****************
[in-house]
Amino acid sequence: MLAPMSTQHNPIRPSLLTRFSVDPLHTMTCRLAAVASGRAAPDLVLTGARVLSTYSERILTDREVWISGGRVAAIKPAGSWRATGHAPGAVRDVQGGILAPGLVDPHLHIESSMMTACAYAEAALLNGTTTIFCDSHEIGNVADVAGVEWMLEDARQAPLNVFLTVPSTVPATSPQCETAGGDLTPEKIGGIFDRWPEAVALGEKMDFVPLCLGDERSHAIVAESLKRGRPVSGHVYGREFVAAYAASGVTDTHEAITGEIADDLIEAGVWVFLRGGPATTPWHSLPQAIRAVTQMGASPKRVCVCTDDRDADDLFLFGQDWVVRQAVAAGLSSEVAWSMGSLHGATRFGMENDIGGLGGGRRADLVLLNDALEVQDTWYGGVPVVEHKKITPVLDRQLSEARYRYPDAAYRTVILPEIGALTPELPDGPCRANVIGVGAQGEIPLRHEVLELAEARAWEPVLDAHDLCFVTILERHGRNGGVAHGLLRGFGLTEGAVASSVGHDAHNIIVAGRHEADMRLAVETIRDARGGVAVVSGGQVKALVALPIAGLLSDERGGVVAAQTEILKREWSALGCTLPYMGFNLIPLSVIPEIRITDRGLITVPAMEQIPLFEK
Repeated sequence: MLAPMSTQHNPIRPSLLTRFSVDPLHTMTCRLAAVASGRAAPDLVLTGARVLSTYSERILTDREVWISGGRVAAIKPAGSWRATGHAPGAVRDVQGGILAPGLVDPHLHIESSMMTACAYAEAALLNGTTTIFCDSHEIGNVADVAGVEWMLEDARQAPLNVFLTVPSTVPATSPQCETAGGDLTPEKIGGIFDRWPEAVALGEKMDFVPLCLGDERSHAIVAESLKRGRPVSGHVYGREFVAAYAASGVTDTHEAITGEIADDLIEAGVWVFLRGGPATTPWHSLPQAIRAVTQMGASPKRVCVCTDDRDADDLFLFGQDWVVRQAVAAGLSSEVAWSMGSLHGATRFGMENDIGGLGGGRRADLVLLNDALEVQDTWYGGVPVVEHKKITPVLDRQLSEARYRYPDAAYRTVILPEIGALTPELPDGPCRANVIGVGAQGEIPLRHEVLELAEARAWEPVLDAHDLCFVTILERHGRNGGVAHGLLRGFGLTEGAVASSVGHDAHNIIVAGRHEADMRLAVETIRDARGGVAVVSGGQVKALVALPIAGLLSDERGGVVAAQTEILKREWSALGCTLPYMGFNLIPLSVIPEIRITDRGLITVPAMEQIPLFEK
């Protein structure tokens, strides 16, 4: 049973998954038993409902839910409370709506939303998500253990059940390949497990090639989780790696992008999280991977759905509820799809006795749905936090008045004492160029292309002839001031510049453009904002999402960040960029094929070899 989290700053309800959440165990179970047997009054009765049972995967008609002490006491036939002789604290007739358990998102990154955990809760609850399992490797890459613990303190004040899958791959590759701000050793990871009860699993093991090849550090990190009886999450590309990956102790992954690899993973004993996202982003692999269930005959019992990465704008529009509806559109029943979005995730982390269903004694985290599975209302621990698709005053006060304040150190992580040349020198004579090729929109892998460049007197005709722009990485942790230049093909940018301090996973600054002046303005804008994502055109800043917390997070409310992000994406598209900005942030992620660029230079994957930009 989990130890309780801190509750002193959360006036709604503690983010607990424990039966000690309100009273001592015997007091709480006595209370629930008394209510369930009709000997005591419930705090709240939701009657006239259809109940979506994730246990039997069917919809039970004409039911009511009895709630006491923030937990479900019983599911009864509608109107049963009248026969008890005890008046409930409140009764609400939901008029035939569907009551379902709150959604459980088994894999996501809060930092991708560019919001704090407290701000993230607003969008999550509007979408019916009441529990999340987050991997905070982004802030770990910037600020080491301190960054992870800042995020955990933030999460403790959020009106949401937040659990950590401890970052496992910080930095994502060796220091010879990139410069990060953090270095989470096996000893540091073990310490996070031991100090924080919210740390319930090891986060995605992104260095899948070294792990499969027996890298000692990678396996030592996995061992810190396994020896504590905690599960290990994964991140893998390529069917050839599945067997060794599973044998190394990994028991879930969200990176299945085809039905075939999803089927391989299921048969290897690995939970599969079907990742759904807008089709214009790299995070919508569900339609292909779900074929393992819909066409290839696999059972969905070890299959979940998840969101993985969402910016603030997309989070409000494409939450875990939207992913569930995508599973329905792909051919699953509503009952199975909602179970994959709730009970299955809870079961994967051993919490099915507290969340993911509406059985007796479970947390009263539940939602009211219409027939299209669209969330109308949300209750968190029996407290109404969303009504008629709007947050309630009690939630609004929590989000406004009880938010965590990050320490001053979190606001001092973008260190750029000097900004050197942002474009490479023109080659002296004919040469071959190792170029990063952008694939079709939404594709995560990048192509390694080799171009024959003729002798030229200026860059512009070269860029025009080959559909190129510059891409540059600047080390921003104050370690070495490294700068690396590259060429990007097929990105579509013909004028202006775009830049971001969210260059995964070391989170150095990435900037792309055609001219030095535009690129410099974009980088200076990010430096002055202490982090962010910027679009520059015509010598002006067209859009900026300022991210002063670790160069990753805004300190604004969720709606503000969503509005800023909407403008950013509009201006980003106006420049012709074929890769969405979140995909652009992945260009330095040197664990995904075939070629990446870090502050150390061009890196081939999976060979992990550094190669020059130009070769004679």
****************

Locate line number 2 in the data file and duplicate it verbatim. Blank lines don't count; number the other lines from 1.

Amino acid sequence: MLAPMSTQHNPIRPSLLTRFSVDPLHTMTCRLAAVASGRAAPDLVLTGARVLSTYSERILTDREVWISGGRVAAIKPAGSWRATGHAPGAVRDVQGGILAPGLVDPHLHIESSMMTACAYAEAALLNGTTTIFCDSHEIGNVADVAGVEWMLEDARQAPLNVFLTVPSTVPATSPQCETAGGDLTPEKIGGIFDRWPEAVALGEKMDFVPLCLGDERSHAIVAESLKRGRPVSGHVYGREFVAAYAASGVTDTHEAITGEIADDLIEAGVWVFLRGGPATTPWHSLPQAIRAVTQMGASPKRVCVCTDDRDADDLFLFGQDWVVRQAVAAGLSSEVAWSMGSLHGATRFGMENDIGGLGGGRRADLVLLNDALEVQDTWYGGVPVVEHKKITPVLDRQLSEARYRYPDAAYRTVILPEIGALTPELPDGPCRANVIGVGAQGEIPLRHEVLELAEARAWEPVLDAHDLCFVTILERHGRNGGVAHGLLRGFGLTEGAVASSVGHDAHNIIVAGRHEADMRLAVETIRDARGGVAVVSGGQVKALVALPIAGLLSDERGGVVAAQTEILKREWSALGCTLPYMGFNLIPLSVIPEIRITDRGLITVPAMEQIPLFEK